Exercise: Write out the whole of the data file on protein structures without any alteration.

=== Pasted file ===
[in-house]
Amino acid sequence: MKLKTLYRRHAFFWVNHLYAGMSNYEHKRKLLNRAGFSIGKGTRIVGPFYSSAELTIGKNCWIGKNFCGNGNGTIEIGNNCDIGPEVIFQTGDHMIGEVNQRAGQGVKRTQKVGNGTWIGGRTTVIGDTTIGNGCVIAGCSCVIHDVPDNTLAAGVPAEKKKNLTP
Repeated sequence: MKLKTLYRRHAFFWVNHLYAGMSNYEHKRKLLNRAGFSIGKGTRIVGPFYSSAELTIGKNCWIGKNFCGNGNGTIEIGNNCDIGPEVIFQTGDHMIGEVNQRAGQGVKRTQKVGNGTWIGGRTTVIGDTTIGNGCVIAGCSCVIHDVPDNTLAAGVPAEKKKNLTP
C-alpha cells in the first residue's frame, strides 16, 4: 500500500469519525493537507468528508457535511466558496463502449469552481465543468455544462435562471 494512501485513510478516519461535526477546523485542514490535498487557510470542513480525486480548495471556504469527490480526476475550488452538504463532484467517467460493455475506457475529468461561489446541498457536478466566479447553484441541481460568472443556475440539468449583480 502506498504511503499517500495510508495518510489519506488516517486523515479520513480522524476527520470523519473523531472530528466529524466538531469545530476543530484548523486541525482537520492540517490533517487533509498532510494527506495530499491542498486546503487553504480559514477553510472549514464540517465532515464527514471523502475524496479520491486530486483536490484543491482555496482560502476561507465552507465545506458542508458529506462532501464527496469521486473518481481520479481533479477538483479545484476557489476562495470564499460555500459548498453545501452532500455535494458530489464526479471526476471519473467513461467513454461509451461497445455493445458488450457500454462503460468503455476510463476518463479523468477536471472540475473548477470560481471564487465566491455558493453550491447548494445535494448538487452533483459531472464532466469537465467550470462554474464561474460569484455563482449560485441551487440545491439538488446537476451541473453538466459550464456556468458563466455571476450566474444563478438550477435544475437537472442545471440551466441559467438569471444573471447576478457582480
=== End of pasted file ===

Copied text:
[in-house]
Amino acid sequence: MKLKTLYRRHAFFWVNHLYAGMSNYEHKRKLLNRAGFSIGKGTRIVGPFYSSAELTIGKNCWIGKNFCGNGNGTIEIGNNCDIGPEVIFQTGDHMIGEVNQRAGQGVKRTQKVGNGTWIGGRTTVIGDTTIGNGCVIAGCSCVIHDVPDNTLAAGVPAEKKKNLTP
Repeated sequence: MKLKTLYRRHAFFWVNHLYAGMSNYEHKRKLLNRAGFSIGKGTRIVGPFYSSAELTIGKNCWIGKNFCGNGNGTIEIGNNCDIGPEVIFQTGDHMIGEVNQRAGQGVKRTQKVGNGTWIGGRTTVIGDTTIGNGCVIAGCSCVIHDVPDNTLAAGVPAEKKKNLTP
C-alpha cells in the first residue's frame, strides 16, 4: 500500500469519525493537507468528508457535511466558496463502449469552481465543468455544462435562471 494512501485513510478516519461535526477546523485542514490535498487557510470542513480525486480548495471556504469527490480526476475550488452538504463532484467517467460493455475506457475529468461561489446541498457536478466566479447553484441541481460568472443556475440539468449583480 502506498504511503499517500495510508495518510489519506488516517486523515479520513480522524476527520470523519473523531472530528466529524466538531469545530476543530484548523486541525482537520492540517490533517487533509498532510494527506495530499491542498486546503487553504480559514477553510472549514464540517465532515464527514471523502475524496479520491486530486483536490484543491482555496482560502476561507465552507465545506458542508458529506462532501464527496469521486473518481481520479481533479477538483479545484476557489476562495470564499460555500459548498453545501452532500455535494458530489464526479471526476471519473467513461467513454461509451461497445455493445458488450457500454462503460468503455476510463476518463479523468477536471472540475473548477470560481471564487465566491455558493453550491447548494445535494448538487452533483459531472464532466469537465467550470462554474464561474460569484455563482449560485441551487440545491439538488446537476451541473453538466459550464456556468458563466455571476450566474444563478438550477435544475437537472442545471440551466441559467438569471444573471447576478457582480